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Dramatic Drop in College Persistence Latest Sign of COVID’s ‘Missing Generation’ of College Students

By Richard Whitmire | July 8, 2021

While overall college persistence dropped to 74%, rates were significantly higher for Asian students and considerably lower for Black and Latino students. (National Student Clearinghouse Research Center)

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The final piece of evidence documenting the pandemic-driven “missing generation” of college students was released today: a sharp rise in the number of students failing to return to college.

“We can now add increased attrition of 2019 freshmen to the severe impacts of the pandemic,” said Doug Shapiro, executive director of the National Student Clearinghouse Research Center.

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The independent Clearinghouse collects the nation’s most authoritative college-going data. By matching high school graduation records against college enrollment records, the Clearinghouse determines which high school graduates enroll in college, which “persist” through the college years, and which end up earning degrees.

The data released today shows that of the 2.6 million students who entered college as first-time freshmen in the fall of 2019, 74 percent returned for their second year — an unprecedented two percentage point drop, the lowest level since 2012.

Not surprisingly, community colleges showed the steepest decline in persistence rates, down 3.5 percentage points to 58.5 percent. Community colleges attract a disproportionate number of low-income and minority students, and they have seen the most dramatic enrollment and persistence drops.

Persistence and retention rates fell greatest for part-time students in two-year community colleges. (National Student Clearinghouse Research Center)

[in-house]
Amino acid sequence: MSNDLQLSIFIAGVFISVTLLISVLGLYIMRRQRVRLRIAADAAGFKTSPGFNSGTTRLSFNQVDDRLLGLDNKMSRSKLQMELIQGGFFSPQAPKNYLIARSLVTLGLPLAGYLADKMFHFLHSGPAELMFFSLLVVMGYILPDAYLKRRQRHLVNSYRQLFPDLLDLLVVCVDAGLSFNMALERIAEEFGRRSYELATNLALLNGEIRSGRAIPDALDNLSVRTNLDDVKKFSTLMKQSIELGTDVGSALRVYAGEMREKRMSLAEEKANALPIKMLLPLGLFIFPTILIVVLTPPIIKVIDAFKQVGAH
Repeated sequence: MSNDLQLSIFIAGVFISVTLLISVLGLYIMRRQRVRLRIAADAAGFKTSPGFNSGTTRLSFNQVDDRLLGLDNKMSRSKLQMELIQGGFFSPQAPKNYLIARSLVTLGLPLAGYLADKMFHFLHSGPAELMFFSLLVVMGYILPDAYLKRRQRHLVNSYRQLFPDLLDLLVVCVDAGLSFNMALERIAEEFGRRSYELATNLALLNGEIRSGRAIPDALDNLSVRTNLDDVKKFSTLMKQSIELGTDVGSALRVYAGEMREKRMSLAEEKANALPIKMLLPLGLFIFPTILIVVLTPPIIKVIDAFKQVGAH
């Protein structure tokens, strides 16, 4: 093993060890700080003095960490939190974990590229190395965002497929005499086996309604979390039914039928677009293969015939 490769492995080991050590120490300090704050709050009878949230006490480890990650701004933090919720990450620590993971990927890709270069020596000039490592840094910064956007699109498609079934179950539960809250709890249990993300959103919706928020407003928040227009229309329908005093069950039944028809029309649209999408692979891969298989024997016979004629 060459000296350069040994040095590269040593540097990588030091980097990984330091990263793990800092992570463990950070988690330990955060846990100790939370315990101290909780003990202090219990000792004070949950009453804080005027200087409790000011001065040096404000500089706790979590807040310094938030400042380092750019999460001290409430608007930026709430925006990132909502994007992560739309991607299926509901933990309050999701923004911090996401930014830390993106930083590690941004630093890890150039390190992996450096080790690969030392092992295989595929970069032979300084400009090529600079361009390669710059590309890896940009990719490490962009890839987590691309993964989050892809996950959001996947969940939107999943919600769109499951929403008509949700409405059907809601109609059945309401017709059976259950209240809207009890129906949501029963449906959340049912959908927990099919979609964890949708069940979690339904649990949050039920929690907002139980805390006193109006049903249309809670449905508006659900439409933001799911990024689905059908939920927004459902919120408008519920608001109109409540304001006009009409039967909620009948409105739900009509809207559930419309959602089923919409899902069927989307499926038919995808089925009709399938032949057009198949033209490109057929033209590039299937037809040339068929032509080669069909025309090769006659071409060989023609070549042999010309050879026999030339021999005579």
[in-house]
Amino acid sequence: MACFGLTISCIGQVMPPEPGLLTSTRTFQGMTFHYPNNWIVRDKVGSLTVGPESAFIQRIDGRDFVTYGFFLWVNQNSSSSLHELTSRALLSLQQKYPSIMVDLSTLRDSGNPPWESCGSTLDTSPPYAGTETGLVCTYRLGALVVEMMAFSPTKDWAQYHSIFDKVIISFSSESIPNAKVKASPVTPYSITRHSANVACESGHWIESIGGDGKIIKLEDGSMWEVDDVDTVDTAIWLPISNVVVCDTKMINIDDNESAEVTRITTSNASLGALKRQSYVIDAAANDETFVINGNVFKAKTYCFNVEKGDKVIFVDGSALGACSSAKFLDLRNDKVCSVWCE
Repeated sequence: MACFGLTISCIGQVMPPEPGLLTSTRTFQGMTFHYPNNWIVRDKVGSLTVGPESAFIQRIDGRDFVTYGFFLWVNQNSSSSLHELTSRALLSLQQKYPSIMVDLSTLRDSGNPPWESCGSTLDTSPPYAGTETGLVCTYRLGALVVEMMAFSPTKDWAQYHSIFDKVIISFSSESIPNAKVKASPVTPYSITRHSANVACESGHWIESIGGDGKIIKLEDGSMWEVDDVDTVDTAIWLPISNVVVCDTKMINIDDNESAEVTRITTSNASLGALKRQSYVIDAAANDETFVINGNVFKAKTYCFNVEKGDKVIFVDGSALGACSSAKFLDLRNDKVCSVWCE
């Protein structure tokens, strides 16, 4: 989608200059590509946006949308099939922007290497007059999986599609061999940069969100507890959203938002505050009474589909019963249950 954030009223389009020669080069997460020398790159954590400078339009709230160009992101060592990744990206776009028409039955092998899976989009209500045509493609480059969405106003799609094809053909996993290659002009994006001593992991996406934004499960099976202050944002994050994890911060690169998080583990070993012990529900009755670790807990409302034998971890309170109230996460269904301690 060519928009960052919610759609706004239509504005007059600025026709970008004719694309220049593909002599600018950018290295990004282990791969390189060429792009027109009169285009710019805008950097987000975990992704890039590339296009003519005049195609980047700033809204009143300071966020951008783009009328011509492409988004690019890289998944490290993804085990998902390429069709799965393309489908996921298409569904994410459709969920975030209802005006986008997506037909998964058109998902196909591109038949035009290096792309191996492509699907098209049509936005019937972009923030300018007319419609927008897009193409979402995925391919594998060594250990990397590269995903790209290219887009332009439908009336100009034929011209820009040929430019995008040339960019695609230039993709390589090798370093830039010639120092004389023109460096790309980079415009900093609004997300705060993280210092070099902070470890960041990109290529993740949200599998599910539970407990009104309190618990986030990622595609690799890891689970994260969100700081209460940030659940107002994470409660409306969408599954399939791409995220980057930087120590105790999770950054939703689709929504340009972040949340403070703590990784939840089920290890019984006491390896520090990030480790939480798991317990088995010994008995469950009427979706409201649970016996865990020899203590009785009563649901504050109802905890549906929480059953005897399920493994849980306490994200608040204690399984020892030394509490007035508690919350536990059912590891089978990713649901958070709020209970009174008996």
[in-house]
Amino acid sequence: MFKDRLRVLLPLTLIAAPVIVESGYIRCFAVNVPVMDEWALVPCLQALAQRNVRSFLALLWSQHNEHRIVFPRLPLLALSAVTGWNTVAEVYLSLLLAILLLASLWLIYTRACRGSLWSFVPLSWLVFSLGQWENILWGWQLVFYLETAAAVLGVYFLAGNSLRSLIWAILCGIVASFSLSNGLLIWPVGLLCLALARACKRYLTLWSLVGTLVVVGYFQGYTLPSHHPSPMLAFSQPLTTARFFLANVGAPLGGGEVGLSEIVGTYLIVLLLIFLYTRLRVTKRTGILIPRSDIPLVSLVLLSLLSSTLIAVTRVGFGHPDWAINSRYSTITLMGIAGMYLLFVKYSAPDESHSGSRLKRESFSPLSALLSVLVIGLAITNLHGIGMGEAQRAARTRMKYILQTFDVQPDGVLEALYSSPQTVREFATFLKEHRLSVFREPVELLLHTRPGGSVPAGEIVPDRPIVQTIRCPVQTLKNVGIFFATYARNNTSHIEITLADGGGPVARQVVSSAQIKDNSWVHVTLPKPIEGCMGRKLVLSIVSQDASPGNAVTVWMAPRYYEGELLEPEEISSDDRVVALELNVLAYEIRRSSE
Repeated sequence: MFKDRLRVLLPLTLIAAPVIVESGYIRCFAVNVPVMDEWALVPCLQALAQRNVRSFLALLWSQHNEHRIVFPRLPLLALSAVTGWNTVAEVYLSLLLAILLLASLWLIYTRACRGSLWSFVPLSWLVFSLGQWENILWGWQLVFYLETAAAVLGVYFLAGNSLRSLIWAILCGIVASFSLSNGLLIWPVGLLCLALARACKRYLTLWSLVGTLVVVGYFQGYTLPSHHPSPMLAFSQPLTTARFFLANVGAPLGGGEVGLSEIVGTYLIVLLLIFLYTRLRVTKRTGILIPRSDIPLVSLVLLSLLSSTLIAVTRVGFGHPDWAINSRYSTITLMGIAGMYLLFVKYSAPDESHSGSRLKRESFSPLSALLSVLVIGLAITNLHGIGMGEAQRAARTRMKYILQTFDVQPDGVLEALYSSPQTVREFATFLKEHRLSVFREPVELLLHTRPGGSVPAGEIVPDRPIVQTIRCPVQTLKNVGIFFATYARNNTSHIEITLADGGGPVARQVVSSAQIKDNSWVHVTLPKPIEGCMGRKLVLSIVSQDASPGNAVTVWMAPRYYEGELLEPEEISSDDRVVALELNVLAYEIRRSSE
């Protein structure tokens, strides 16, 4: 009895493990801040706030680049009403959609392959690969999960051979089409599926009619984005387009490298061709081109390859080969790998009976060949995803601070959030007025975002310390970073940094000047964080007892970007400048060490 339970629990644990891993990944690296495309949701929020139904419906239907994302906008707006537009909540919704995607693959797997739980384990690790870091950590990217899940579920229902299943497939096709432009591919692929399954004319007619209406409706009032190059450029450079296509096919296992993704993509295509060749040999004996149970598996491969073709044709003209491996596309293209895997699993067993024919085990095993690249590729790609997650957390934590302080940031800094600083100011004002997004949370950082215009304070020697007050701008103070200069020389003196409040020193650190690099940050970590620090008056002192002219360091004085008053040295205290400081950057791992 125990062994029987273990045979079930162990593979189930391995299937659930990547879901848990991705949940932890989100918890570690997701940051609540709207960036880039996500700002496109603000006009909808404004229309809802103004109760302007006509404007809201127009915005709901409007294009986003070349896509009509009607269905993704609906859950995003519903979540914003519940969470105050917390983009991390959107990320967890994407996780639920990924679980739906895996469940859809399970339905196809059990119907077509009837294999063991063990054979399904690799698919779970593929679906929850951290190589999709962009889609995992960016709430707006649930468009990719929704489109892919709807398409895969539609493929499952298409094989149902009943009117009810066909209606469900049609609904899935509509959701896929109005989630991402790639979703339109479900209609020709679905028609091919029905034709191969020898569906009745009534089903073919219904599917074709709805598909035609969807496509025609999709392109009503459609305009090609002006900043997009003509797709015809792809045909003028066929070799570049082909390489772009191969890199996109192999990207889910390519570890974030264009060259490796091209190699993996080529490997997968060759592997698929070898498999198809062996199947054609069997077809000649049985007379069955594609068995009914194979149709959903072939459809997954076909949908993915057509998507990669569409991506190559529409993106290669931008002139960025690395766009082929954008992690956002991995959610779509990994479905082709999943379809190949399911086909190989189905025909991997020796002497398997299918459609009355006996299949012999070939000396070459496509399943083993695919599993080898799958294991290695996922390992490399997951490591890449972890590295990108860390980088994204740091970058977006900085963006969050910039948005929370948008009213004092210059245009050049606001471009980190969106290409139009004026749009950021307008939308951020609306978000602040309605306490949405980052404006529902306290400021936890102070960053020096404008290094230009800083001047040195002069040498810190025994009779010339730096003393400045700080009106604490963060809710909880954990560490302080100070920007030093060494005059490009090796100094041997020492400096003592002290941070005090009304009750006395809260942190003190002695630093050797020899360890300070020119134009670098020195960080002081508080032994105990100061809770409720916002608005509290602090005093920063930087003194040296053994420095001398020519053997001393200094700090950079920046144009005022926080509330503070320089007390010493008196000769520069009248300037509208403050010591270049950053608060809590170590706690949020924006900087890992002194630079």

In most cases, the explanations are straightforward: These students needed to get jobs — even low-skill, low-paying jobs — to support their families. In theory, these students could return to college now that the pandemic has eased, but there’s little evidence in enrollment trends to suggest this is happening.

Instead, they appear to be forming a missing generation of college students, an unprecedented phenomenon likely to affect the nation’s productivity rate for years. Any country’s international competitiveness is forecast by the skills acquired by young people entering the workforce.

Before today’s data release, there was ample evidence to suggest a missing generation was taking shape. This spring, overall college enrollment fell by 603,000 students, from 17.5 million to 16.9 million — a drop that is seven times worse than the year before when the pandemic first hit and marks the sharpest year-over-year decline since 2011, the first year the Clearinghouse began keeping track.

While the pandemic was expected to eat away at college enrollment, many experts were surprised that a quick recovery in college-going never materialized. Today’s data from the Clearinghouse only makes that news grimmer.

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New Data: Sharp Declines in Community College Enrollment Are Being Driven By Disappearing Male Students

“These losses erase recent improvements that colleges have made in keeping learners on track early,” said Shapiro. “They will ripple through higher education for years.”

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